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Towards a greener and fairer society

ILO - November 1, 2011. "Climate change means that resource scarcity and environmental degradation have become major, and urgent, challenges. In response, the ILO is promoting the concept of green jobs as a driving force towards a greener and fairer development path that can support economic and social development at a sustainable level. By Vincent Jagault, Senior Specialist in Environment and Decent Work, ILO Regional Office for Asia and the Pacific"

Ms Nilufa, a resident of Chakdewla village, Mymensingh District, Bangladesh, knows that greener jobs bring real benefits.

She enrolled in the Women Technician Training Programme on Solar Home Systems, organized by the ILO for housewives and other women. The training was specifically designed for women from poor backgrounds who wanted to work in their village as solar technicians. She now assembles, maintains and repairs solar home systems for other villagers, earning an average BDT 10,500 (US$150) per month. This extra income has made her the main family breadwinner and means she can save money to give her only son a proper education.

Ms Nilufa’s new career and status came through the work done by the ILO’s Green Jobs in Asia Project. In Bangladesh, the green job creation model is building on a successful public-private partnership (facilitated by the ILO) with the Bureau for Manpower Employment and Training (BMET) and technology providers, including the Grameen Shakti, a non-profit organization that provides rural people with solar panels.

Her work is one practical application of the greener and fairer development model that underpins the shift of the broader development agenda - and accounts for the increasing interest in green jobs - in response to an era of climate change, scarce resources and environmental degradation.

Measures to respond to climate change will require the active engagement of tens of millions of employers and workers in both developed and developing countries.

Green jobs can be defined as jobs in economic sectors that reduce negative environmental impacts to sustainable levels. Green jobs are also ‘decent’ jobs that help reduce consumption of energy and raw materials, de-carbonize the economy, protect and restore ecosystem services, flood prevention and biodiversity, and minimize the production of waste and pollution.

The ILO recognizes that these changes may also have social impacts. Therefore it is important to promote coherent policies that support both sustainable growth and green jobs opportunities by improving working conditions and promoting sustainable enterprises. In Asia and the Pacific, the ILO currently has three major projects to promote green jobs: ILO Green Jobs Programme for Asia and the Pacific, Greener Business Asia Project and Green Jobs in Asia Project.

The ILO Green Jobs Programme for Asia and the Pacific has grown substantially since its inception in 2009 and now operates in ten countries in the region. The main objectives are to enhance constituents’ capacity to engage in dialogue on green jobs, contribute to an inclusive growth model that is job-centred and promotes environmentally sustainable decent work, and promote green jobs opportunities.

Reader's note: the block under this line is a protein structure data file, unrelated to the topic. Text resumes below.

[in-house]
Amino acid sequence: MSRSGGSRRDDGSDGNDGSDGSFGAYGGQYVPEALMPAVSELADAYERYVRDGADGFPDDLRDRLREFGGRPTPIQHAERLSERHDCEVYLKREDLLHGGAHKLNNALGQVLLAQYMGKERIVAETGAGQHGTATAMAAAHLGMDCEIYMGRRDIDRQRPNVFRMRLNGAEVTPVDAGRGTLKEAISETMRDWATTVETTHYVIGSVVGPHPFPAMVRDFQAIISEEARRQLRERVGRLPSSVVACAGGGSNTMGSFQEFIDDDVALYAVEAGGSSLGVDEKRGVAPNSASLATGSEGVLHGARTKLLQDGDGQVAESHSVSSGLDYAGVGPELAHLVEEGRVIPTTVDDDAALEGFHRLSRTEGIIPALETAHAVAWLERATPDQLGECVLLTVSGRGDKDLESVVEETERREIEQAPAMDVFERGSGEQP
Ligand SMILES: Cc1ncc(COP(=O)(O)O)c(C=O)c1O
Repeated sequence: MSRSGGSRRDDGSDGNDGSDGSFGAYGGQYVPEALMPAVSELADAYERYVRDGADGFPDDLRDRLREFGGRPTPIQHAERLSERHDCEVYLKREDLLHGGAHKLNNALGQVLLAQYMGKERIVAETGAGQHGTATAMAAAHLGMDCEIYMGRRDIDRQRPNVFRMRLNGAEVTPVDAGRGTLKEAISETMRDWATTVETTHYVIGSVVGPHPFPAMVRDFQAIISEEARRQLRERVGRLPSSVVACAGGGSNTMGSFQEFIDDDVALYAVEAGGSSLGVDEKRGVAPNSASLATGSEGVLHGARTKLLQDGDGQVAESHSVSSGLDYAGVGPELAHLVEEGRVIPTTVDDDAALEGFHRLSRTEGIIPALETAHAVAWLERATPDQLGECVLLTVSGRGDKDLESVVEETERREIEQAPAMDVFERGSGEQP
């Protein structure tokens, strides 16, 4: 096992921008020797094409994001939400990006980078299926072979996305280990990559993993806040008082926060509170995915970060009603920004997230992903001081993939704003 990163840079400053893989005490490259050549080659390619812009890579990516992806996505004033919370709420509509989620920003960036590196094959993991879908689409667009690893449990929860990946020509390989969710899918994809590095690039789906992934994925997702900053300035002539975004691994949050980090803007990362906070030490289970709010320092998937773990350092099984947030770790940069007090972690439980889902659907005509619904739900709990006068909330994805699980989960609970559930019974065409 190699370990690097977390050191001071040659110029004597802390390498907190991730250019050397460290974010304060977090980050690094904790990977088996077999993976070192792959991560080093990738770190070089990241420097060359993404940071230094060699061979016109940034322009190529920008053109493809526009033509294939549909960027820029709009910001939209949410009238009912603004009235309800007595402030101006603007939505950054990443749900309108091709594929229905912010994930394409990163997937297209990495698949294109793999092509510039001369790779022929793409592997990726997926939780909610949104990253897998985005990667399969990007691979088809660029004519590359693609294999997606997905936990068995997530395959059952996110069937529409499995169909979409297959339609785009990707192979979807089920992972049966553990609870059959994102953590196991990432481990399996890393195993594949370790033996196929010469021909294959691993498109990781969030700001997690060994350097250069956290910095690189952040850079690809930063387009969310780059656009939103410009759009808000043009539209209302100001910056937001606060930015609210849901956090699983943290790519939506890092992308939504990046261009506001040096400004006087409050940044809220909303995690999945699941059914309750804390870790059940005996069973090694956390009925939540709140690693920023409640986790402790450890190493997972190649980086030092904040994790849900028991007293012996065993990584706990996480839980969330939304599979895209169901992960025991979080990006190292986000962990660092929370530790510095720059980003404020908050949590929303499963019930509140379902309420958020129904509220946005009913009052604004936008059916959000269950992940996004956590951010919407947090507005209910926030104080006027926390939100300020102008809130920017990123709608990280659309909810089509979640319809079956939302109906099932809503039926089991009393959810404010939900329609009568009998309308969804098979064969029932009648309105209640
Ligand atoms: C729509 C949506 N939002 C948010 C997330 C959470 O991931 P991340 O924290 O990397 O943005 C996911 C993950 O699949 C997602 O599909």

In 2010 the ILO initiated the Greener Business Asia Project, funded by the ILO/Japan Multi-Bilateral Programme. The project promotes social dialogue and specific models of worker-employer cooperation in support of greener workplaces and sustainable enterprises. This project assists workers in the hotel sector in Thailand and the auto-part industry in the Philippines by developing green improvement plans and implementation teams through a combination of top-to-bottom and bottom-up approaches. It provides practical tools and knowledge resources to improve environmental sustainability, linking environmentally-friendly work practices to improvements in productivity and competitiveness, so supporting decent work.

The Green Jobs in Asia Project (which helped Ms Nilufa) began in August 2010 and aims to improve ILO constituents’ ability to promote gender sensitive green jobs opportunities and a just transition for workers and employers. As well as Bangladesh, the project works in Indonesia, Nepal, Philippines and Sri Lanka. Country-level green jobs mapping studies on the links between the environment, the economy and employment are currently underway. These will generate data on the employment effects of green policies in various economic sectors and identify potential entry points for supporting more green jobs and decent work in waste management, sustainable tourism, renewable energy and social housing.

In India, the ILO is also working with the Ministry of Rural Development, UNDP and Deutsche Gesellschaft für Internationale Zusammenarbeit (GIZ) on an ‘Innovative Model for Inclusive Growth and Green Economy’, implemented by the Mahatma Gandhi National Rural Employment Rural Guarantee Act (MGNREGA). Under this model green jobs are created for people in rural areas by enhancing productive assets that contribute to ecological regeneration and climate adaptation. More than 80 per cent of the rural works programmes under NREGA are related to improvements in environmental quality, including water conservation, drought proofing (i.e. plantation and afforestation), flood protection, land development, minor irrigation, horticulture, land development and rural connectivity. A number of studies have indicated that NREGA has a positive effect on employment, wage earnings and productivity, as well as stemming distress-related migration and promoting gender equity. The government intends to develop NREGA as a strategic policy tool for sustainable development in rural areas, and the ILO will provide support.


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